Styling for the Auburn Speedster was unchanged for 1932, but several mechanical innovations were adopted. Among these were the Startix automatic starter; and, on the Custom models, Delco ride regulators -- shock absorbers that could be adjusted from the driver's compartment for a firmer or softer ride.
Free-wheeling, previously optional at $85, became standard equipment on all models and Customs came with a vacuum-controlled two-speed axle known as Dual Ratio. It provided the driver with a choice of "performance" (4.54:1) or "economy" (3.00:1) gearing. Best of all, prices were cut. When a second price reduction was ordained during the model year, the basic Speedster went for just $845, a cool $100 less than its 1931 counterpart and only $80 more than a six-cylinder Pontiac convertible.
Cord had one more ace up his sleeve for 1932: the 12-160, a 160-horsepower V-12. The monstrous Lycoming engine, which had a dry weight of 1,096 pounds, was unusual in a couple of respects. First, horizontal valves were used in an arrangement not unlike the Oakland/Pontiac V-8 of 1930-1932.
Second, cylinder banks were set at a 45- rather than a 90-degree angle. As a result, the width of the engine was reduced and Auburn claimed that the "out-of-step" firing interval induced by the 45-degree angle reduced the amplitude of any torsional vibration that might occur. Incidentally, the same angle was used by the contemporary Cadillac V-12, which tends to confirm stories that Auburn's V-12, like that of the Cad, must have been derived from what originally had been a 16-cylinder design.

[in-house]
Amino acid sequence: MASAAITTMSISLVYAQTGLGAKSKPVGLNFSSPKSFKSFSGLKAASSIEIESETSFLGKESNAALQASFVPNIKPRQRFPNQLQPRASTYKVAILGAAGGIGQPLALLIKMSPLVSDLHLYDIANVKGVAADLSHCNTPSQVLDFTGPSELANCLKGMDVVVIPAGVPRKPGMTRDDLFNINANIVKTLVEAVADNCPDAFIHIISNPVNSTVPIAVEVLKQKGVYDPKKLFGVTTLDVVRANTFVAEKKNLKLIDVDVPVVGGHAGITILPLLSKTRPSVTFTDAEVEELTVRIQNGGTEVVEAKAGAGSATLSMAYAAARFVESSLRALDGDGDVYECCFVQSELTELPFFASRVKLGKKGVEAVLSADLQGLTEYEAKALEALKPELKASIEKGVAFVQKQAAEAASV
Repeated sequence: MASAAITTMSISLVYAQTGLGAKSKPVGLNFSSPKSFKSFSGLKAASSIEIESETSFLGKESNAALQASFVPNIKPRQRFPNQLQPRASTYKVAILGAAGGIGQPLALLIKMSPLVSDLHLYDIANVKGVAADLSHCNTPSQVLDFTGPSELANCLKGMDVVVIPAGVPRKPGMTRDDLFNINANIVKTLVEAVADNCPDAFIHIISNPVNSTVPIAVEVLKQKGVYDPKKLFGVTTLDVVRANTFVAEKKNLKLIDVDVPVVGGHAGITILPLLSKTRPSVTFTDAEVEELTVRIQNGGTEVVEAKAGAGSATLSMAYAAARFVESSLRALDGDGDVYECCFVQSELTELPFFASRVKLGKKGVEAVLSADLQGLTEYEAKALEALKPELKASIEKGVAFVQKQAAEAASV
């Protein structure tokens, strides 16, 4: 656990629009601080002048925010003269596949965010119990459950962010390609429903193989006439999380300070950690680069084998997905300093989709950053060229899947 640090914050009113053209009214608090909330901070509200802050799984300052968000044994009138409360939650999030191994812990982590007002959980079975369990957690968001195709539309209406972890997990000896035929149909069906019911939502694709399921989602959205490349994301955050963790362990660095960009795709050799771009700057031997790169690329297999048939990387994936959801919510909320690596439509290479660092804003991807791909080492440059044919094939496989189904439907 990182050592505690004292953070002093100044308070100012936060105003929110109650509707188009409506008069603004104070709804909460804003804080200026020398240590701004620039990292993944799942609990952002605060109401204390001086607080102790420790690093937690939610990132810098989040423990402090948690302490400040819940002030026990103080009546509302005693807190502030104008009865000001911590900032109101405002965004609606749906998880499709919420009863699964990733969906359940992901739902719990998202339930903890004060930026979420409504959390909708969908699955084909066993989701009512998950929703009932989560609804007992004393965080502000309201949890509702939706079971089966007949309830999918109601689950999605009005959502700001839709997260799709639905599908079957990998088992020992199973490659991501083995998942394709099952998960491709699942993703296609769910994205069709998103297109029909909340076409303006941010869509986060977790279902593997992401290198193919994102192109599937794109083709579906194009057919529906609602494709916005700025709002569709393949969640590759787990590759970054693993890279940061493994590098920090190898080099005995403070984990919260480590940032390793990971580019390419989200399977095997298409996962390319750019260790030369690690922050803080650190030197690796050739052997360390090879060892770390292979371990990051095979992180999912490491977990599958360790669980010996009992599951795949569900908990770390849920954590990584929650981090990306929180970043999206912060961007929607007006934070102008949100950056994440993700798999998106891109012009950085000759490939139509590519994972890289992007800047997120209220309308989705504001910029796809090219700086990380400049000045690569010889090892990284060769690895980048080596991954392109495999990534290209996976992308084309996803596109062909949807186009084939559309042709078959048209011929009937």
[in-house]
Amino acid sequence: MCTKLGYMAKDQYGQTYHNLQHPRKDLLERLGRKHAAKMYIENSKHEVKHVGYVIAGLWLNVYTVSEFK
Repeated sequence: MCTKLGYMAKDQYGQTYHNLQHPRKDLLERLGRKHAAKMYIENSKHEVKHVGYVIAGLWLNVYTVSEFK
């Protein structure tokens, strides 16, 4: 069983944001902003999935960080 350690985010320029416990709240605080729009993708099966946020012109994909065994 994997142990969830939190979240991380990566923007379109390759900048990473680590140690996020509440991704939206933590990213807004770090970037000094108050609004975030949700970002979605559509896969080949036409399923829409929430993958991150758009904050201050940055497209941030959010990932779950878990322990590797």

The 12-160 bodies were the same as those of the 8-100, as the eight-cylinder series was now designated, though the chassis was lengthened by half a foot. And since the senior cars outweighed the juniors by some 660 pounds, as a safety measure they were fitted with hydraulic brakes. (The 8-100 retained the Steel-draulics.) Once again, prices were incredibly low, starting at $975 for a standard 12-160 coupe. Even the V-12 Speedster went for $1,145 as a standard, $1,275 as a Custom. It took $3,750 to drive home a 12-cylinder Packard convertible with the same horsepower rating.
In an effort to gain publicity for the new 12-160, a Speedster and a Brougham two-door sedan were sent to Muroc Dry Lake in California, where they racked up 37 new stock-car records for speed, some of which stood until after World War II. But the 12-160 was clearly the wrong car for those hard times. Auburn new-car registrations plummeted that year by more than 60 percent.
There wasn't much change for 1933, except that an upscale Salon trim line was added to both the eight- and 12-cylinder series (with Speedsters included in both new model lines). But if things looked bad at Auburn during 1932, they looked worse in 1933, with volume totaling less than half the dismal 1932 figure.
Obviously, something different was needed. Millions were spent in developing and tooling a totally new Auburn for 1934. Styling was once again by Al Leamy. A six-cylinder series, absent since 1930, was returned to the line, powered by a larger and more powerful engine than before, and priced as low as $695. But the Speedster was gone once again, and the V-12s, which retained the 1932-1933 styling, were kept in the line just long enough to use up leftover components.
On the next page, learn what befell the Speedster line from 1935 to 1936.